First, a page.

“He set tasks, and then sat in silence,” Wroe says of Brook. His rehearsals were long. “The moment he was waiting for came when the actor was suddenly free, feeling the flow, imagination fully expanded, opening to life beyond life.”

Born in the 1920s, Brook became an accomplished theater director in the United Kingdom with a focus on Shakespeare. Patrick Stewart, Ben Kingsley, and Alan Rickman are some of the actors that he worked with. Rowe describes how over the decades of theater in the UK, Brook progressively stripped down the stage. The “theatre he most liked was rough and ready: done on carts, in barns, or simply in the empty space that one man crossed while another one watched.”

Brook moved to France in the 1970s which became the base for an international theater group that toured regularly in the Middle East and Africa. His work here included Orghast, a play about Prometheus using a made up language. It was performed in Persepolis, Iran at an annual festival that existed prior to the Islamic Revolution in 1978. His was an itinerant theater group that crossed a line in history to which no one can return.

In the discussion about church growth, Keller reflects on the energy and dynamism of the church plant and how as it grows it becomes institutionalized and processes formalized – losing perhaps the sense of immediacy that Brook and probably many organizational leaders want to maintain from their startup phase. “[Brook] disliked tours, even long runs, because performance settled and soon began to die.”

Theater is clearly a different kind of organization. The show it puts on is complete and has a limited run. It also generally serves a single purpose. Whereas a church service is a variety format that can be attended more regularly. It also generally has more member services. Yet given the common lineage of theater and church and shared capacity for the transcendent and holy, it is more a difference of degree than in kind.

Institutions in theater provide the platform and building for each show. While they can rely on formulas, Brook’s story shows how they can be a continuously dynamic site of production. It runs counter to the narrative of building something exciting on dynamic leadership. Brook’s story emphasizes the shared control of the ensemble. Hello, mystic leadership?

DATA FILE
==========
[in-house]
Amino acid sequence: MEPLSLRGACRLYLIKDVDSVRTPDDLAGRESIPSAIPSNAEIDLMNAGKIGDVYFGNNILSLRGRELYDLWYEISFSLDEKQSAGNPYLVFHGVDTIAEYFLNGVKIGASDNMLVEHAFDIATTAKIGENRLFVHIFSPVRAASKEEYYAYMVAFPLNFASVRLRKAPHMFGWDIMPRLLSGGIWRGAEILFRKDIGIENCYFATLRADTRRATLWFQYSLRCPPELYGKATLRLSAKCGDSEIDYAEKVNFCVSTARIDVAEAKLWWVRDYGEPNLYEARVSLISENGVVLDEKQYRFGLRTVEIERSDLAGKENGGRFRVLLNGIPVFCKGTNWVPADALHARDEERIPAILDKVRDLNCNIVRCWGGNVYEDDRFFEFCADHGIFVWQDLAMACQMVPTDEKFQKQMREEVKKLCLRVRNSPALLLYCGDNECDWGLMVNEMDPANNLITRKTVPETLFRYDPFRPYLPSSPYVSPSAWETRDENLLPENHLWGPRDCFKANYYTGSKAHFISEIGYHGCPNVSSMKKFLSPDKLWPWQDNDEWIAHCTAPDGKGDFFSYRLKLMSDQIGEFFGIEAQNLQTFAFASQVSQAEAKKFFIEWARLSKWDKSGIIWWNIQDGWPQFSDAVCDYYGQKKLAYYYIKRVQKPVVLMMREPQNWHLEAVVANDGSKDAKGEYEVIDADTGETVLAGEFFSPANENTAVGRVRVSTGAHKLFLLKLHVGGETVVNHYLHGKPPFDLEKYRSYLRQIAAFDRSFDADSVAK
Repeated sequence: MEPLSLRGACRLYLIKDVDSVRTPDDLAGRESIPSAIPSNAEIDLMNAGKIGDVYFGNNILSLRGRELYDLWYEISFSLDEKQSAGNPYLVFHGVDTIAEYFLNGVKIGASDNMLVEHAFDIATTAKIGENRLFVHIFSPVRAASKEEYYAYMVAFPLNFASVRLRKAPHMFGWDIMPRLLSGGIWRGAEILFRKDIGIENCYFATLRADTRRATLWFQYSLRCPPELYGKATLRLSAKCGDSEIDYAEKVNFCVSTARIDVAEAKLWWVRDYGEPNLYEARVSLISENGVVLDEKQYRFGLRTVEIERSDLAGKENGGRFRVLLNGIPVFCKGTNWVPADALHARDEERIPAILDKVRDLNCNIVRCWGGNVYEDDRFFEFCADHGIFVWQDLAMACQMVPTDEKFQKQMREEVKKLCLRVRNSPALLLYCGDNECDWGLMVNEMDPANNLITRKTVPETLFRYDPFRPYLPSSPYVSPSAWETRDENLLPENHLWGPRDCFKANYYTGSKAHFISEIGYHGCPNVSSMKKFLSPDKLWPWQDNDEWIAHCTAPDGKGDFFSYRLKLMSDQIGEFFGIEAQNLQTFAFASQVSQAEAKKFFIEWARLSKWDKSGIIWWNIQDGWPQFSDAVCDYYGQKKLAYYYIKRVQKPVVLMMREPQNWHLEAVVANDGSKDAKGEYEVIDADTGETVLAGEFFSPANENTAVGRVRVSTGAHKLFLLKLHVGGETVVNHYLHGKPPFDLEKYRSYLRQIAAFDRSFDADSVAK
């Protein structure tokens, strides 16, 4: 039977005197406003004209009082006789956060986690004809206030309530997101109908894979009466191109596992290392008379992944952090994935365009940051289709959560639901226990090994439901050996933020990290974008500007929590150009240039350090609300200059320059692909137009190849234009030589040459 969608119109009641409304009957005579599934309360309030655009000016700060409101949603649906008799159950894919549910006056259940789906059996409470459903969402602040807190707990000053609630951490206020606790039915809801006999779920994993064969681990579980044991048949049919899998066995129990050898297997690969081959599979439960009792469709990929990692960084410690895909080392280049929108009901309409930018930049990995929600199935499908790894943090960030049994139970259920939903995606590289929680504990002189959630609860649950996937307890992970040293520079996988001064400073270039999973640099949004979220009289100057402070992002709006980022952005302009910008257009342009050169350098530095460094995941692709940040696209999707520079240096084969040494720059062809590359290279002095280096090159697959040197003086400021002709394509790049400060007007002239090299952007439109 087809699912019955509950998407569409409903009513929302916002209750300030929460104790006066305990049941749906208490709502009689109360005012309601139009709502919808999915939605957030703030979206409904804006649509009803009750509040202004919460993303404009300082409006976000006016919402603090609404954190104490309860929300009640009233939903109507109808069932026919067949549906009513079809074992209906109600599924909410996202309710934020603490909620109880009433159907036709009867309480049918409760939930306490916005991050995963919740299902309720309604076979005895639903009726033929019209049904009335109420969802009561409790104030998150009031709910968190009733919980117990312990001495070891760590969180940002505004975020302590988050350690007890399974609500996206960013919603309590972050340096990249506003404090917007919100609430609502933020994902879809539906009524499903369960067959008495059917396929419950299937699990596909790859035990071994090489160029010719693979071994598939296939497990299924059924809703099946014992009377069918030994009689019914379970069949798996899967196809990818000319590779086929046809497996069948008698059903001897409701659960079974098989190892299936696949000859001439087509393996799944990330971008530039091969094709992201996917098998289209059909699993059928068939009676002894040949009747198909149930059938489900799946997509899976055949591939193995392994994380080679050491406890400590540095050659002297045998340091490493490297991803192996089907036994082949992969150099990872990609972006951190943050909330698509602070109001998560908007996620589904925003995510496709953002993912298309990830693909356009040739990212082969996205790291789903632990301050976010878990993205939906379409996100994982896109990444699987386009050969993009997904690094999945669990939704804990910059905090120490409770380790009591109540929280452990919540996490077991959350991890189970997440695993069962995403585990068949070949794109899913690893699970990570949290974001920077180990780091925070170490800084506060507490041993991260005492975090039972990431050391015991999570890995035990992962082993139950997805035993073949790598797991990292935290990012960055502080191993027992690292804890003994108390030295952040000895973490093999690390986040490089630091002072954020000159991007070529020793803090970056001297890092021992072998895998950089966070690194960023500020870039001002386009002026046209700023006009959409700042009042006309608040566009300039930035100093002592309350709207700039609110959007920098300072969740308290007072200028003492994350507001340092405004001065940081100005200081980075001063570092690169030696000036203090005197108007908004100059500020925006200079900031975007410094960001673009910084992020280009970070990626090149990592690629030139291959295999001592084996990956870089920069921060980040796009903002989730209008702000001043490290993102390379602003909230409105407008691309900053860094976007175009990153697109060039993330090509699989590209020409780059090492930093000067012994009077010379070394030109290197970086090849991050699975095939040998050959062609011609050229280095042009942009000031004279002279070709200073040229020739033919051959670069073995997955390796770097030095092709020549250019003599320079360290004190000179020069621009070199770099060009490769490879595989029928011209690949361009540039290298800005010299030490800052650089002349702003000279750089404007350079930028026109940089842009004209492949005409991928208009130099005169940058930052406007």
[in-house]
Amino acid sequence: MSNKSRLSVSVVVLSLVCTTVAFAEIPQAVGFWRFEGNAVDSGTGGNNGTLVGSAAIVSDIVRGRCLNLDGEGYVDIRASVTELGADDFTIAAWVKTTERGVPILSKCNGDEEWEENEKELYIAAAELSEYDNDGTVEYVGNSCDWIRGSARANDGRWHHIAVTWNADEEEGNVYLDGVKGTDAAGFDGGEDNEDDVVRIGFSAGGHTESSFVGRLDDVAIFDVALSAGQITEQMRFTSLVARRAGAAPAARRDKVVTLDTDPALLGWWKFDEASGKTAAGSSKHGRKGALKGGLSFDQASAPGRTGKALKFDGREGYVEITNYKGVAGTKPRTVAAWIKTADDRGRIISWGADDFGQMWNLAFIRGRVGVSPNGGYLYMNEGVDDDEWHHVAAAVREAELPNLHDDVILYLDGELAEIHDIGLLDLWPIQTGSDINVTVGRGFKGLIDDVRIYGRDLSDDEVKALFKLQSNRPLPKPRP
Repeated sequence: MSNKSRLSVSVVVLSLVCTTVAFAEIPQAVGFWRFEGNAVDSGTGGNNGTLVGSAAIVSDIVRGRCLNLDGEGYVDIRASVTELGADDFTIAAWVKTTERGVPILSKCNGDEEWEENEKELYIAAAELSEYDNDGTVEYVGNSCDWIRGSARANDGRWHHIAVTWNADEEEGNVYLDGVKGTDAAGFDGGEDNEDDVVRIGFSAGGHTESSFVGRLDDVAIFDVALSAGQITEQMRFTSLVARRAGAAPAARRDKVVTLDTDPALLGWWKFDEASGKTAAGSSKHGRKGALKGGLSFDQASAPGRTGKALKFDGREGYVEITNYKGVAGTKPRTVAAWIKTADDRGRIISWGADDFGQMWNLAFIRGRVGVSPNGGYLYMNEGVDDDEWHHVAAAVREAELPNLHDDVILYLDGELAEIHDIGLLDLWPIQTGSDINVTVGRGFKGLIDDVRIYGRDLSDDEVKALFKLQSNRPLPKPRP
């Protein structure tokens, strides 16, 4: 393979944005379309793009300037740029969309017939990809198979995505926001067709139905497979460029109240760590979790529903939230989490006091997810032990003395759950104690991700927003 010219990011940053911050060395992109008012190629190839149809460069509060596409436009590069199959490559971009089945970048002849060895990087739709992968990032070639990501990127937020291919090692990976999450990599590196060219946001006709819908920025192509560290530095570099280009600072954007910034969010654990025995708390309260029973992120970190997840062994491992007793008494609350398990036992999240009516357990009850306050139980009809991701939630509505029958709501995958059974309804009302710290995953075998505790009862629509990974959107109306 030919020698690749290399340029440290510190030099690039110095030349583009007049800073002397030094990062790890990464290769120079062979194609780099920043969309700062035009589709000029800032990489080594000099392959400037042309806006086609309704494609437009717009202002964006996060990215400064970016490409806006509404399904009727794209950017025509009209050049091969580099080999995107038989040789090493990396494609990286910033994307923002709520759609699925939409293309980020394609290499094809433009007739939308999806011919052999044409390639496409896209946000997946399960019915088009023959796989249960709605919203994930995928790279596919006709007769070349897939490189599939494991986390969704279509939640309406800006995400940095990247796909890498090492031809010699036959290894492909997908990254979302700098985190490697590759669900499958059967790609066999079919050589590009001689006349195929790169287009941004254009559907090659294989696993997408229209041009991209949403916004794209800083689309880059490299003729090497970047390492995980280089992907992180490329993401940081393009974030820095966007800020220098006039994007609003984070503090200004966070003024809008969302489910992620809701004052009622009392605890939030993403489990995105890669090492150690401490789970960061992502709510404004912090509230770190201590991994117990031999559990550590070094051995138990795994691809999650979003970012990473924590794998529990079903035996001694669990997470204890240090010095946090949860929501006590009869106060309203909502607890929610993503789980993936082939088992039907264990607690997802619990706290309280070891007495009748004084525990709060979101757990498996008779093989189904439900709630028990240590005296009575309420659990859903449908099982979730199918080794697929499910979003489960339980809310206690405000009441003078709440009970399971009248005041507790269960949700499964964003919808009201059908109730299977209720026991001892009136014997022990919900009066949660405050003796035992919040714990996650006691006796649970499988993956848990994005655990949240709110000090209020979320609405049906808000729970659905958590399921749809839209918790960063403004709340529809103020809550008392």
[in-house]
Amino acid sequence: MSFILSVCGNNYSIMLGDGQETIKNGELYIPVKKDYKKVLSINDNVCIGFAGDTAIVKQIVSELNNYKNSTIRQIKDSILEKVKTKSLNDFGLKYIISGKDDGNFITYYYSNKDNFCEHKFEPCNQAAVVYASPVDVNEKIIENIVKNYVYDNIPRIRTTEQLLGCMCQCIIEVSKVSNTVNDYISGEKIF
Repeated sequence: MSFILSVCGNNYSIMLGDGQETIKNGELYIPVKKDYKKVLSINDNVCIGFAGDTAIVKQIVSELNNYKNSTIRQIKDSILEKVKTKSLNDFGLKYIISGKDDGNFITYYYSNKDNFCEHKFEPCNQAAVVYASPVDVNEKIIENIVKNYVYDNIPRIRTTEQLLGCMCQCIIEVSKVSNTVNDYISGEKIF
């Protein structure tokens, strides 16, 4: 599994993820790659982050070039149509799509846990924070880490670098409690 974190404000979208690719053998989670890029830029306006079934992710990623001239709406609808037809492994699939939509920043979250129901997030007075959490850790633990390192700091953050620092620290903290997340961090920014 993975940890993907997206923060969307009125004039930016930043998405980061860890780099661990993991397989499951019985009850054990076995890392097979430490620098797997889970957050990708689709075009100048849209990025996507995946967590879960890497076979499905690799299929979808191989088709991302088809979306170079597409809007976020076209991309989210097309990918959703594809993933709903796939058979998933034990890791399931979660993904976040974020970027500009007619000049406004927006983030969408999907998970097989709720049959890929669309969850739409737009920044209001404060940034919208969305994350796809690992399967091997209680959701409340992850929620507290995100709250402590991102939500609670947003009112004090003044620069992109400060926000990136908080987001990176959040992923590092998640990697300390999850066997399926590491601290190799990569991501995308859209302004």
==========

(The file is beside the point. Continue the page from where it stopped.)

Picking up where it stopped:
The arrangement of the actors, impressing on them the idea that they should start from nothing – the very sense that people are not pawns in your control, but agents of something beyond what any particular one of us can envision. There’s a submission here, I think, to control that’s not haphazard, or reckless. It is a control that cannot be possessed, but rather it possesses. And when it does and you accept it as a gift and not a power, it produces the very best image.

The Economist – Obituary Peter Brook – The mystic of the stage


A music video. Arcade Fire is pulling the heart strings right here with a song written as a letter from a parent to a child. “Lookout kid, trust your mind / But you can’t trust it everytime / You know it plays tricks on you / And it don’t give a damn if you are happy or you’re sad / But if you’ve lost it, don’t feel bad /’Cause it’s alright to be sad”. The video captures it well with those floppy marketing inflatables that try to stand and can’t always take what the wind gives.

Arcade Fire – Unconditional I (Lookout Kid)
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book review: the naked don’t fear the water by matthieu aikins

Outskirts of Moria camp, Lesbos, on January 15th 2017. Cathsign, CC BY-SA 4.0 via Wikimedia Commons

Matthieu Aikins is a Western journalist with many years of experience reporting in Afghanistan. He assumes the guise of an Afghan migrant and takes the treacherous journey from Kabul to Berlin with Omar, an Afghan refugee.

That’s the idea, but it doesn’t work out that way, because the path of the refugee is one of many false starts. When it does finally proceed it follows lines and crosses borders impassable by others. A condition of contact intensified on the one hand by passports, customs, biometrics, and the global federation of databases.

Aikins’ work shines in the intimate portraits of Omar and the people that he meets in Afghanistan, the refugee camp on Lesbos, and at the refugee-occupied hotel in Athens. Aikins also does a great job of bringing analysis in along the way, connecting ideas about identity and belonging and reflecting on the limits of understanding the experience of refugees.